From the little Shuttleworth magazine Prop-Swing I learn that a TA MG is being added to the Trust’s vehicle exhibits at Old Warden, as it was a present to Dick Shuttleworth, racing driver and pilot of vintage aeroplanes, by Barbara Wheeler. the wife of Dick’s friend Richard. The ancient Panhard and Mors are being rebuilt, as are an ex-RAF BSA M20 and Norton Big-Four motorcycles.
On the aviation front the ANEC has been grounded with a broken engine bearer, and low oil pressure is being Investigated on the DH53 Humming Bird. (I find ultra-light aeroplanes from the motorcycle-engined period fascinating, but CGG Grey, editor of The Aeroplane pre-war, called them ‘pop bottles’. He wasn’t enthusiastic.) The DH60 Cirrus Moth and Chilton single-seater have been performing well, and the Comper Swift has been flown to revalidate its permit to fly.
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Mr. Geoff Whyler asks how MG Midgets could have competed in the 1928 JCC High-Speed Trial when production did not commence until ’29, and also how five cars could take 10 gold medals In ’29 (Motor Sport last month). He says that as I claim to have 26 MG books I should have known better, which I rather liked. I was correct, but spacesaving on page proofs let a few errors creep in, as Sammy Davis used to say. No MG Midgets ran in ’28. In ’29, five finished, and all took gold medals. In 1930.10 of the 847cc MGs started, and nine gained golds.
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Shire Publications of Princes Risborough has as its latest motor book Mike Berry’s Petroleum Collectables (ISBN 07478 0595 4, £4.99). In 48 pages it deals with things to collect relating to filling vehicles with petrol, and how this has evolved over the years. The pictures, many in colour, are small but explicit. Forty-two petrol cans are shown in colour, some with car makers’ names on them, a surprise to most of us, I suspect. Railway tankers, toy garages and forecourt scenes are all there, in chapters on selling, advertising and the petrol delivery lorries. etc.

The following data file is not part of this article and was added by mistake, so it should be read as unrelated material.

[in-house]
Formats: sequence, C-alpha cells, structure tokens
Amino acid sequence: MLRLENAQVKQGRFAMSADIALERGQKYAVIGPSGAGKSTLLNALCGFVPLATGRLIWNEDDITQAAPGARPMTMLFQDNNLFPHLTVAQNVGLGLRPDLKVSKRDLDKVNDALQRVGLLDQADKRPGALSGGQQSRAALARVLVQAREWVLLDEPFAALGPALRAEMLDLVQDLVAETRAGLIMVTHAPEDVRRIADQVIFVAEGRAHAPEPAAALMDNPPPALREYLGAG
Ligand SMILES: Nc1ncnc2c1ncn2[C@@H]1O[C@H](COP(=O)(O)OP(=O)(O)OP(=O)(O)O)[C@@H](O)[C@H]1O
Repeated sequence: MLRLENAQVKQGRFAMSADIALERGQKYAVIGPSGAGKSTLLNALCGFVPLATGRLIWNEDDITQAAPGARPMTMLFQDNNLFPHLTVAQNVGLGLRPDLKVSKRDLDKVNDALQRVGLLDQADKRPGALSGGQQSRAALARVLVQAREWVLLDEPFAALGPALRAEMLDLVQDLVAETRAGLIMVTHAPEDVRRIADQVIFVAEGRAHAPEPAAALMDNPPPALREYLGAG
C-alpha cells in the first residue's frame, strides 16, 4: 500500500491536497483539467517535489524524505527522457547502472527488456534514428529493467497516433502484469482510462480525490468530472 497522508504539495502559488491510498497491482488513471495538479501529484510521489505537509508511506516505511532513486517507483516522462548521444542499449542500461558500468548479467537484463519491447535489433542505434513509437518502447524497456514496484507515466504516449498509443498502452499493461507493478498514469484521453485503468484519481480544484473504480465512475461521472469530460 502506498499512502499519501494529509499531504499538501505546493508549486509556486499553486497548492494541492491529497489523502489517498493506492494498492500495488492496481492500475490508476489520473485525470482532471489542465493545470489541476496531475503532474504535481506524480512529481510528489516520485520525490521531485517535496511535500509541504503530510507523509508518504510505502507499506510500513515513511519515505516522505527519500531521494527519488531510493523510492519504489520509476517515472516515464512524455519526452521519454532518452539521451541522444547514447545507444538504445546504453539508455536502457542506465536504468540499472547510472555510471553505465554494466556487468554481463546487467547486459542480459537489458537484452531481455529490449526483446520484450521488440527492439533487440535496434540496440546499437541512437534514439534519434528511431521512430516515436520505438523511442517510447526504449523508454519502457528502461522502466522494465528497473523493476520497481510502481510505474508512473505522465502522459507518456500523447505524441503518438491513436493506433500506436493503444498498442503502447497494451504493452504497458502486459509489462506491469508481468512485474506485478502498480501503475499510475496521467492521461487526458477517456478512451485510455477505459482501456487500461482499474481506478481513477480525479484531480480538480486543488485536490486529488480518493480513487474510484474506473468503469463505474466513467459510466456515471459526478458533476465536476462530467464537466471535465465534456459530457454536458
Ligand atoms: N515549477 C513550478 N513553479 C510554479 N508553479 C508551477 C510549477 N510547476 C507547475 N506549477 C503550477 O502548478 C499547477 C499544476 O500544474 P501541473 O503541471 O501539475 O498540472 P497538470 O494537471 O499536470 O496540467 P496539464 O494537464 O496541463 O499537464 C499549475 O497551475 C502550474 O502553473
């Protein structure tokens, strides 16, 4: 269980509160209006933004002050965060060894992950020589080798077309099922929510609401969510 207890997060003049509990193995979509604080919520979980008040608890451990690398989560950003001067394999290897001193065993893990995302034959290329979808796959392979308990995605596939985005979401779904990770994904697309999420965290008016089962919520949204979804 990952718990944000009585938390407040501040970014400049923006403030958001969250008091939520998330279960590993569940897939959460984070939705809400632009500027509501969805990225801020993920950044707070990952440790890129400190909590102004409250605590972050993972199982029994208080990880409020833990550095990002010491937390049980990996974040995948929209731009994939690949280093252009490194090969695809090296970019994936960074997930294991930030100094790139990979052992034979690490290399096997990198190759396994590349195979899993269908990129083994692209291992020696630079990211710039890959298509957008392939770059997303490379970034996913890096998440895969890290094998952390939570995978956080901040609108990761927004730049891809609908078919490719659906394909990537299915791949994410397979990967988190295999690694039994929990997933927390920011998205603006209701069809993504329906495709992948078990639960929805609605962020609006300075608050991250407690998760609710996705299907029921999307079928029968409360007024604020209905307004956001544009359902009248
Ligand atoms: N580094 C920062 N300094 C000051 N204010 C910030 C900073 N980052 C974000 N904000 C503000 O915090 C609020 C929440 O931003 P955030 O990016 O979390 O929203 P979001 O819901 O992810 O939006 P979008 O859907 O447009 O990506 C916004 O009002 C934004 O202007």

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Motor Books International has launched two more editions: Lamborghini by David Joliffe and Tony Ward (ISBN 7603 1945 6. £24.99) and The DNA of Bentley -Rich Heritage, Challenging the Future by Richard Feast (ISBN 7603 1946 4, £18.99).
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At Shelsley Walsh on July 4 there was relief that Britain’s oldest speed venue has a fresh lease of existence, and also because the hillclimb had a fine entry. The Fry Challenge Trophy was won by Mac Hulbert’s ERA R4D. with a new pre-war car record of 33.71sec. The MAC Challenge Trophy went to Robin Baker driving the Hispano-Delage. the fastest vintage car. at 36.90sec. Fastest sportscar was Adrian Paul’s s/c Alvis Grenfell Special (40.03sec). best Edwardian David Baker’s 9-litre Piccard-Pictet (42.41sec).
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I have been aksed whether the 2-litre Alta sportscar. reg KPM 977 still exists? It may be in Australia. The enquirer has a 1935 Austin 10, owned for 40 years. and a Vincent special (below) which resembles a Riley MPH or Imp. with 1600 cross-flow Ford engine and disc front brakes.
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We regret to learn of the death, at the age of 90, of George Bance who. in 1944. founded the North London MC. which merged with the existing London CC in 1971. George was a keen reader of Motor SportSport. which he was enjoying to the end. Condolences to his family and many friends.
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The National Traction Engine Trust celebrated its 50th anniversary with a big attendance of engines at the recent Great Dorset Steam Fair. and on September 25 there is to be a road run of some 100 engines based on Hollowell. near Northampton. The NTET publishes a magazine which is the equal of any of the top car club journals: details from John Cook. 74 Church Lane, Kirby-la-Thorpe. Lincs. NG34 9NU.
Any of our readers attending the road event will not. I am sure, do anything to impede the traction engines. which have as much right to the public highway as veteran and vintage cars.
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